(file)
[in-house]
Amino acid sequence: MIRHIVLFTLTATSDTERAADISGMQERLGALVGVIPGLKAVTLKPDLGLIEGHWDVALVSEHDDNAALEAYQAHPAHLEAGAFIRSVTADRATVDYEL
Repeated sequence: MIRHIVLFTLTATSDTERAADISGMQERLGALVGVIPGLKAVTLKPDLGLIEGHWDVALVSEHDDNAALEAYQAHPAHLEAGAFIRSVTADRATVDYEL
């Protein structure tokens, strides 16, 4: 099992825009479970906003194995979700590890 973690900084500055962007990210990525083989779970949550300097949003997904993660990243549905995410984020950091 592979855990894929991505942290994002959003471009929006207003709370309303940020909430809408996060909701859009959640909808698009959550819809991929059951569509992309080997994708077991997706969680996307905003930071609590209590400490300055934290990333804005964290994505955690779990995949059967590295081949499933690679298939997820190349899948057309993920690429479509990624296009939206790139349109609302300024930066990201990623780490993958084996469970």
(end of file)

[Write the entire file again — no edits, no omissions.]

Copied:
[in-house]
Amino acid sequence: MIRHIVLFTLTATSDTERAADISGMQERLGALVGVIPGLKAVTLKPDLGLIEGHWDVALVSEHDDNAALEAYQAHPAHLEAGAFIRSVTADRATVDYEL
Repeated sequence: MIRHIVLFTLTATSDTERAADISGMQERLGALVGVIPGLKAVTLKPDLGLIEGHWDVALVSEHDDNAALEAYQAHPAHLEAGAFIRSVTADRATVDYEL
């Protein structure tokens, strides 16, 4: 099992825009479970906003194995979700590890 973690900084500055962007990210990525083989779970949550300097949003997904993660990243549905995410984020950091 592979855990894929991505942290994002959003471009929006207003709370309303940020909430809408996060909701859009959640909808698009959550819809991929059951569509992309080997994708077991997706969680996307905003930071609590209590400490300055934290990333804005964290994505955690779990995949059967590295081949499933690679298939997820190349899948057309993920690429479509990624296009939206790139349109609302300024930066990201990623780490993958084996469970």